The Rules for Alimony and Taxes in Tax Year 2019

The Tax Cuts and Jobs Act Eliminates This Rule Beginning in 2019

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Starting in the 2019 tax year, alimony payments are no longer deductible—nor does the recipient have to report them as income. That's because the Tax Cuts and Jobs Act (TCJA), signed into law on December 22, 2017, eliminated the alimony deduction from the tax code from 2019 through 2025.

However, there are some exceptions.

The old rules still apply if your divorce agreement was executed in 2018 or earlier, but not if your divorce is finalized in 2019 or after.

In other words, there's no change in the federal income tax treatment for people who executed their divorce agreements before 2019. Alimony is still considered taxable income for the recipient, and it's tax deductible for the payer. However, for these payments to qualify as deductible alimony, payers must still meet certain requirements.

Reporting Alimony You've Received

If your divorce was final before 2019, the rules for reporting the income remain unchanged from previous years. 

You must enter the full amount of any alimony you received on your Form 1040. For tax purposes, alimony includes what is sometimes called "separate maintenance"—income received if you're legally separated but not yet technically divorced. It does not include payments received under the terms of a temporary support order that might be in place while your divorce is pending. 

You do not have to report any amounts you receive for child support. Child support is considered a non-taxable event. It’s not reported on your federal tax return, and the parent paying it cannot claim it as a tax deduction.

Reporting Alimony You've Paid

If your divorce was final before 2019, the rules for deducting your payments are also the same as in previous years. 

If you paid alimony or separate maintenance to your ex-spouse, report the total amount on Form 1040 and enter your ex-spouse's Social Security number as well. This lets the IRS know who received the money so the agency can make sure it was declared as income.

Don't worry if you don't have your former spouse's Social Security number and they won't give it to you. You can notify the IRS of the problem and your ex can be charged with a $50 penalty for not supplying it to you. 

You can claim alimony paid as an "above the line” deduction, and you don't have to itemize your deductions to claim it. You can claim both the alimony deduction and the standard deduction as well, or you can claim it and itemize other deductions. 

Requirements for Deducting Alimony Payments 

It probably doesn't come as much of a surprise that deducting alimony you've paid comes with a whole list of requirements and rules.

  • You cannot file a joint tax return with your spouse, assuming you’re able to do so because your divorce isn't final yet.
  • You must pay alimony in cash, which includes checks or money orders. If you give property or an asset in lieu of alimony, it’s not deductible. The IRS says this is a property settlement.
  • Your divorce decree, separate maintenance decree, or written separation agreement cannot state that the payment is anything other than alimony. In fact, the document should clearly state that it is alimony or separate maintenance, not child support or an aspect of property settlement, because they don't count as alimony.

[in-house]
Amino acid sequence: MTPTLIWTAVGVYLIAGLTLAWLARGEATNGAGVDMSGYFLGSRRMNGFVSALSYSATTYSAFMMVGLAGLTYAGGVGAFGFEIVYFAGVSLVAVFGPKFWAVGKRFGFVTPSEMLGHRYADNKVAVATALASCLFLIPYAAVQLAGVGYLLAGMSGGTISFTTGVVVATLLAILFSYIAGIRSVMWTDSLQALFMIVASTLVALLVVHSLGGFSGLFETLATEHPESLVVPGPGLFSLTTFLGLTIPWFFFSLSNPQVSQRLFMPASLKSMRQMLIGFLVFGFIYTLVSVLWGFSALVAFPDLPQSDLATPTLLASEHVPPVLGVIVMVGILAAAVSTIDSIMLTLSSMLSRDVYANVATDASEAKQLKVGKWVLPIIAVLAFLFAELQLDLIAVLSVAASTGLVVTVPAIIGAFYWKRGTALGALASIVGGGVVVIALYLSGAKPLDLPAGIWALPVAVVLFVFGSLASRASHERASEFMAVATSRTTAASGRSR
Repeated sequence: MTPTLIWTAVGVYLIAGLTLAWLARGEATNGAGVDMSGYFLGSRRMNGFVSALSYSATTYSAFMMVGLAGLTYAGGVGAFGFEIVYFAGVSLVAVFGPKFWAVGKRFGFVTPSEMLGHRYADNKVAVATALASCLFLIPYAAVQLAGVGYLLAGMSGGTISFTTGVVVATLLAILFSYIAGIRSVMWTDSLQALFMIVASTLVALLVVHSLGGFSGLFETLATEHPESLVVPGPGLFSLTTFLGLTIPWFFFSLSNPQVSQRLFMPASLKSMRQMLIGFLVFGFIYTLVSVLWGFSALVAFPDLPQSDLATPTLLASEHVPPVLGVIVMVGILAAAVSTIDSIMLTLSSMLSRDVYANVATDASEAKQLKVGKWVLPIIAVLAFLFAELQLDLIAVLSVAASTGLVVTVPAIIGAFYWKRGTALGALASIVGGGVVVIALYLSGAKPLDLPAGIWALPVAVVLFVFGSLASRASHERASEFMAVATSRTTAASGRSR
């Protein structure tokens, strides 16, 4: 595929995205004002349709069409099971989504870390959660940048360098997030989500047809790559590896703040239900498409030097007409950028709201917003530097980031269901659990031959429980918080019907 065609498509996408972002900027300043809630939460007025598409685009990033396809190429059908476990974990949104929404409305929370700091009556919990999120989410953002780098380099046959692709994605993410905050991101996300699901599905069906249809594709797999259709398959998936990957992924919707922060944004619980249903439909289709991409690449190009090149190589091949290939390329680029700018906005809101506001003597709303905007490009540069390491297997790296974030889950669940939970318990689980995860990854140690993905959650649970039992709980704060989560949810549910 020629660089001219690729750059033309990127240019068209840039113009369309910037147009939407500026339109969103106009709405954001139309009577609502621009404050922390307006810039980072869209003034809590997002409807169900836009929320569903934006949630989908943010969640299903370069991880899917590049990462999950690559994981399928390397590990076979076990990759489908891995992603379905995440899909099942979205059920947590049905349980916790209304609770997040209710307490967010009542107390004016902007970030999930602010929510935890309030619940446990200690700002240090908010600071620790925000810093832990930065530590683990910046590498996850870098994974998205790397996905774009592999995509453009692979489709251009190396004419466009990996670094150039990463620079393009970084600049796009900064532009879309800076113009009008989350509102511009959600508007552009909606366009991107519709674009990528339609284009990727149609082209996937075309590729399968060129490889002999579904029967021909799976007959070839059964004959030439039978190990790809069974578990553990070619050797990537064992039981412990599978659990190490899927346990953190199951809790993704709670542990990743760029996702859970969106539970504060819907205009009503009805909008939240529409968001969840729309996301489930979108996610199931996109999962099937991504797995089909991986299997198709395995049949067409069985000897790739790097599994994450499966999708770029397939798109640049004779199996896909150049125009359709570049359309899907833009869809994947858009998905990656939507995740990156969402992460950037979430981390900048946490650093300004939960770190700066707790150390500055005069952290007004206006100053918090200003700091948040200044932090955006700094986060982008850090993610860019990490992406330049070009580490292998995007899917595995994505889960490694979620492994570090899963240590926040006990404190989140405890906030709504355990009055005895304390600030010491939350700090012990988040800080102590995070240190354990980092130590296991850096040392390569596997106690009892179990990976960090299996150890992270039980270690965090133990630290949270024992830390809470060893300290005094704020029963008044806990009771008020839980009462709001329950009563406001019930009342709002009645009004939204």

• You and your former spouse cannot live in the same household when you make the payments.
  • You have no liability to continue making payments after the death of your former spouse. Ideally, your divorce decree or separate maintenance agreement should clearly state this as well.

The Recapture Rule

The Internal Revenue Service reserves the right to “recapture” your deductions if it determines that the payments were actually in the nature of property settlement or child support. This means that the amount of alimony you deducted must be added back to your income in future tax years, at which time it becomes taxable.

This might happen if the amount of your payments drops significantly within one or two years of your divorce, or if your alimony payments end entirely within three years of your divorce. It might also happen if payments end as soon as your youngest child leaves the nest. The IRS will review your situation to determine if the payments were indeed alimony or separate maintenance. 

Specifically, your payments cannot decrease by $15,000 or more in the third year compared to what they were in the second year. Also, the last two years’ payments can’t “decrease significantly” compared to the payment in the first year.

No dollar amount is attached to the “decrease significantly” rule—it’s open to IRS interpretation. The idea is to prevent spouses from camouflaging property settlements as alimony. Property settlements are often completed within the first three years after divorce. 

The IRS makes exceptions for circumstances beyond your control, such as if alimony is modified downward by the court due to an unforeseen financial crisis. 

Tax laws change periodically, and you should consult with a tax professional for the most up-to-date advice. The information contained in this article is not intended as tax advice and is not a substitute for tax advice.